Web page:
CEO Compensation (and Expectations) Fuel Shareholder Activism

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We need and want our CEOs to be charismatic, heroic, fearless and virtuous, above reproach. Recently Citigroup, Goldman Sachs, Chesapeake Energy and Yahoo’s shareholders have rallied to challenge CEO compensation and behavior. Shareholders crave value, production, and respect.

We must believe in, have confidence and faith in, and trust our leaders. Corporations are made up of people. Shareholders are people. People have basic human needs that when violated provoke anger, pain, and scrutiny.

In America, CEOs earn 475 times more than the average company worker. In the Euro-zone, the figure runs 15-22 times depending on the country. Frequently, CEOs are paid excessively in order to support the brand and mollify doubt; the theory being that if “we” pay them well, “they” must be worth it, and our image will prevail. These are all too human self-fulfilling prophecies.

A few weeks ago Citigroup shareholders successfully challenged Vikram Pandit’s compensation package. Citi’s share value has steadily decreased 90-95% from its peak. Shareholders have a voice with timbre and pitch!

Alain Sherter, CBS Newswatch, asserts that Lloyd Blankfein should be fired because he may have deceived Congress, the company has been plagued by controversy (for example, investment in an underage porn site), investors are no longer impressed with him and question whether or not he truly understands Goldman’s business, and his trading background is now a public relations liability. Frederick Allen, a Forbes writer, put it more plainly on March 14, 2012: “To Save Goldman, Lloyd Blankfein Must Go.”

The Latest & Greatest

The most recent sensations in the “CEO Compensation-Expectations Sweepstakes” involve the chiefs of Chesapeake Energy and Yahoo.

Aubrey McClendon, chairman and CEO of Chesapeake Energy has been a powerhouse (no pun intended) in the massive U.S. natural gas market. Reuters investigators have discovered that Mr. McClendon simultaneously ran a $200 million hedge fund of his own that traded the very same commodities Chesapeake Energy produces.  It was also found that he had garnered over one billion dollars in loans from his (our) company against his stake in Chesapeake. Surrealism is alive, and thriving on the shores of the Chesapeake in Oklahoma City.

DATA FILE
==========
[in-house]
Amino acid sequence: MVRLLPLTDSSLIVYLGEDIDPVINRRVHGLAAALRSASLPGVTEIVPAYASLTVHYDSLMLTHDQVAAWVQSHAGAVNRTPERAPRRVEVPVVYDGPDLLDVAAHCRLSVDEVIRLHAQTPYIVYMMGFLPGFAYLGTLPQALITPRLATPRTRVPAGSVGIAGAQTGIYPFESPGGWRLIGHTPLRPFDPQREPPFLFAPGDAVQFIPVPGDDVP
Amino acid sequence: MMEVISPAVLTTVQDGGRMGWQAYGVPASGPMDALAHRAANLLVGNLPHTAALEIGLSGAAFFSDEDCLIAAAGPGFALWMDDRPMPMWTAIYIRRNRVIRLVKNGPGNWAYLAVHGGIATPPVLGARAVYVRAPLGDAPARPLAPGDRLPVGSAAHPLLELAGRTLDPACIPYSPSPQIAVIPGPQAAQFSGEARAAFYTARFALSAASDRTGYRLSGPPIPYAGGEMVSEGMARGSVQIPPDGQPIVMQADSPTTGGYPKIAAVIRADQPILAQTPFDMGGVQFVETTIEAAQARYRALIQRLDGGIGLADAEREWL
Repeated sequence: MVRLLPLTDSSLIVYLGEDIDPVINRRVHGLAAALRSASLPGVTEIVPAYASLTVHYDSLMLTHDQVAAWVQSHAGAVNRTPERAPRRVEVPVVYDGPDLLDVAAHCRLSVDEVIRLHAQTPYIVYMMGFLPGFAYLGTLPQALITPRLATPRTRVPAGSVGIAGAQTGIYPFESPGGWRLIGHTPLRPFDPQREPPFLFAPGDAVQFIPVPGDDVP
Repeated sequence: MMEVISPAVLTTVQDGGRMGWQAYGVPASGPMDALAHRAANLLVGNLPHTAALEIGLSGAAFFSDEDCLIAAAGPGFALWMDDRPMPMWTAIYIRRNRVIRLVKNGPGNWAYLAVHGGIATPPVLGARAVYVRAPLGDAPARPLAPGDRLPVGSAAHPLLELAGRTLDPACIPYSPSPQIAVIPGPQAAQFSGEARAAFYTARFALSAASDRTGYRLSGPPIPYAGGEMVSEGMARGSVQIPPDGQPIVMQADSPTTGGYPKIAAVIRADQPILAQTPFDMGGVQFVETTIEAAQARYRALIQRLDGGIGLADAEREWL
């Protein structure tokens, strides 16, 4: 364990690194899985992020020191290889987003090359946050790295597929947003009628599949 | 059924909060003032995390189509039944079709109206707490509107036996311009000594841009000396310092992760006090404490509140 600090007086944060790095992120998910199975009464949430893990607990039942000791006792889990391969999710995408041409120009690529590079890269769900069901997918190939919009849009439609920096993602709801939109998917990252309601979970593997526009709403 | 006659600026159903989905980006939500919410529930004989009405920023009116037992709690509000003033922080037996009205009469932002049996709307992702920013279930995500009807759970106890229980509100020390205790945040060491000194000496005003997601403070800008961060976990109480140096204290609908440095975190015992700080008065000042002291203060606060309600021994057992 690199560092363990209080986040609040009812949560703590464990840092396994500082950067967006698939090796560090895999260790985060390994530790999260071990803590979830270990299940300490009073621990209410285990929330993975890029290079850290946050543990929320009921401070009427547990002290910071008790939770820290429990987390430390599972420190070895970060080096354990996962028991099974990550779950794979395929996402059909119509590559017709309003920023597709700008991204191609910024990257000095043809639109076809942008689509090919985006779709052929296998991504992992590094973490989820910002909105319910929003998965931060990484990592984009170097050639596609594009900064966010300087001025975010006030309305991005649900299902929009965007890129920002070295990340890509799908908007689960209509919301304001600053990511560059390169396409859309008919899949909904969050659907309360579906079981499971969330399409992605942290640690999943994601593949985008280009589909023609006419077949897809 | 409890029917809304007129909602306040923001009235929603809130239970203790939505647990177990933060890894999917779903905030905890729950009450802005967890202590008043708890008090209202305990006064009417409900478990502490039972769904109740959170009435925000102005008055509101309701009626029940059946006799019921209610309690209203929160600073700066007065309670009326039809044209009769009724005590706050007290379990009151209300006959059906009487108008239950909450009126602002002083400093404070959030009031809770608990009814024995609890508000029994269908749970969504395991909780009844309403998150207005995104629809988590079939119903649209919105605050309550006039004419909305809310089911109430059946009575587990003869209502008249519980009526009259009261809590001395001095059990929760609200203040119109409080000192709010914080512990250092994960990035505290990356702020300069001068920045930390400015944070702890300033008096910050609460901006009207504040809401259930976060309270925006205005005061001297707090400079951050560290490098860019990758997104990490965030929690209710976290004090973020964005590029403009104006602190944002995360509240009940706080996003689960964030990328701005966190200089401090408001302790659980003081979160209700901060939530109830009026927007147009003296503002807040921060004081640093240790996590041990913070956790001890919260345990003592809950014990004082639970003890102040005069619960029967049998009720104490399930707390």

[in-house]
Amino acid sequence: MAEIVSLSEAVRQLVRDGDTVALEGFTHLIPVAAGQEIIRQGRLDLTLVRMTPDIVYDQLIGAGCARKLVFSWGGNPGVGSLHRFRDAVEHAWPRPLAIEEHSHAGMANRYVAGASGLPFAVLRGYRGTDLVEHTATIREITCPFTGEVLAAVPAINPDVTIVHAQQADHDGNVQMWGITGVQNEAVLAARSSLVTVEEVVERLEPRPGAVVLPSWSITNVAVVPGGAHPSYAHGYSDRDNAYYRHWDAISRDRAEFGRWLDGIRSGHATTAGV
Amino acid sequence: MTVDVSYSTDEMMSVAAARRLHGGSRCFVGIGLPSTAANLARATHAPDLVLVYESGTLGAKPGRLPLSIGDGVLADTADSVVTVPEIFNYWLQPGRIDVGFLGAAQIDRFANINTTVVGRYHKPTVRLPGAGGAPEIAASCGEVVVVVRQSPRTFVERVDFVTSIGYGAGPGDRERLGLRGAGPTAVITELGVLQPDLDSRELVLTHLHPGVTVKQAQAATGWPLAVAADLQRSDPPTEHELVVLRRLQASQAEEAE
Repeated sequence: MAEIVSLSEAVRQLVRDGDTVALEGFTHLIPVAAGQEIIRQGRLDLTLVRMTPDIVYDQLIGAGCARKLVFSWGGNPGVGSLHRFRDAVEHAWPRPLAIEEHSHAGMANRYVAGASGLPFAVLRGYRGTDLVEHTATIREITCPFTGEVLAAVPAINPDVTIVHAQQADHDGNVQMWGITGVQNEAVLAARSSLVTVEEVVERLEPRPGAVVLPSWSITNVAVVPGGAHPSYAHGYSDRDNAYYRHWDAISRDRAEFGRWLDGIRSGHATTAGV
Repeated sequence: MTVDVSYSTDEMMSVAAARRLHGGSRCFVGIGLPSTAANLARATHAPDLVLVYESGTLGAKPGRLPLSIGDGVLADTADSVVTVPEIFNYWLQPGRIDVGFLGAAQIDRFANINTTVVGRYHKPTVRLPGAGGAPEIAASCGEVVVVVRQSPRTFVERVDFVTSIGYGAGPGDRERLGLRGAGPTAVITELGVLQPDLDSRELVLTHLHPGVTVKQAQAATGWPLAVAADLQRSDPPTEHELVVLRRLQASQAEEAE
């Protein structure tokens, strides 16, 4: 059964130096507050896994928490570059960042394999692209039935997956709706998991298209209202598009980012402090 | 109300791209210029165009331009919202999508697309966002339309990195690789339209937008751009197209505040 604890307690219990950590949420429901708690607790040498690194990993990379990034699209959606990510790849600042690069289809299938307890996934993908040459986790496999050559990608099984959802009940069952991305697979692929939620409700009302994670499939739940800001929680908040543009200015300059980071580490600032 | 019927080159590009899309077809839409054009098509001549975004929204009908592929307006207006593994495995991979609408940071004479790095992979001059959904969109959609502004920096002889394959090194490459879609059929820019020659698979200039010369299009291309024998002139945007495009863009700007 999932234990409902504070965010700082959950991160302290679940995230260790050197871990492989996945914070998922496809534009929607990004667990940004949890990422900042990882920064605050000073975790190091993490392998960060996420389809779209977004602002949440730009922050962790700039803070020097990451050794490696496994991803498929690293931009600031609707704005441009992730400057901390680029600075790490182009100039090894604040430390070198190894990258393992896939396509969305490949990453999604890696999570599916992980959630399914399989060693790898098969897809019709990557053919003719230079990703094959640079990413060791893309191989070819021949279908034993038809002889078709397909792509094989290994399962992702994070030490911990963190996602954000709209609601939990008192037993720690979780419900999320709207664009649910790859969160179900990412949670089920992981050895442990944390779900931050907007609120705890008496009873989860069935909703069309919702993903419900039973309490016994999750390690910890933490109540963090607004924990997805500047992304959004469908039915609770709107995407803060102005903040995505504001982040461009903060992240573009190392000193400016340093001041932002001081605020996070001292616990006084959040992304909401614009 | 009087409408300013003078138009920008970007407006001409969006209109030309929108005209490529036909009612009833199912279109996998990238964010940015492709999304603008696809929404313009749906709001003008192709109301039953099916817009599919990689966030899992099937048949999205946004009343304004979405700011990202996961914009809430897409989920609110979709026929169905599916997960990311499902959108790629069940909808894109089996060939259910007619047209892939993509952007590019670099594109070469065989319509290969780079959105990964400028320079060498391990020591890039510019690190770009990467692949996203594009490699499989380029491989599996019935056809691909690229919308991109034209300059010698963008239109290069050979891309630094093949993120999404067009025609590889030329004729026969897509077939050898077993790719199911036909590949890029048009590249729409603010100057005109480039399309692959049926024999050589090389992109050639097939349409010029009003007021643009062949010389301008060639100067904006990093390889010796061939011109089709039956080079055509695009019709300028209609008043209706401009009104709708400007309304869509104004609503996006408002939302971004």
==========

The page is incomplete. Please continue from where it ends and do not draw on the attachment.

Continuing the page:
Yahoo shareholders are angry and indignant. Newly ensconced Yahoo CEO Scott Thompson faces expulsion because of “inaccuracies” on his CV. His assertion claiming dual college degrees was filed with the SEC on April 27 in a very, binding legal document. Bottom-line: where there’s smoke, there’s fire. This is natural, human shareholder sentiment.

The Tip ‘O’ the Iceberg

Because of the cyclical implosion within the financial sector beginning in 2008, Main Street can no longer tolerate betrayal of whatever style or caliber.

Human beings are symbolic thinkers. Symbols represent ideas. Symbols communicate meaning. How can shareholders “digest” Aubrey McClendon’s behavior? They cannot. His behavior symbolizes run-away greed and self-interest. CEOs have a fiduciary duty to shareholders: the duties of loyalty and care, and the remedy for equity. Trust and money continue to be among the two most important five letter constructs in our culture.

Scott Thompson’s faux pax can be trivialized by the press as an inaccuracy, but not in today’s post bailout, Great Recession, subprime world. CEOs are required to be above reproach. This is not pedestrian paranoia: this is Wall Street realty. Continuing to be naïve will only deepen our problems. Main Street is still enduring a “battered person syndrome.” Shareholders continue to ask: “What’s next?”

Steven Davidoff (DealBook, May 1, 2012) minimizes Citigroup shareholders concern about CEO compensation based on the fact that Citi’s balance sheet is nearly $2 trillion. But that is not the point. Betrayal cannot be measured arithmetically. Confidence plummets based on human emotion and experience. We are all keenly aware of the power and importance of shareholder and consumer confidence.

Any economy is a delicate balance of production, trends, emotion consumer behavior, investment, and proper stewardship.

To contact Christopher Bayer directly, please email

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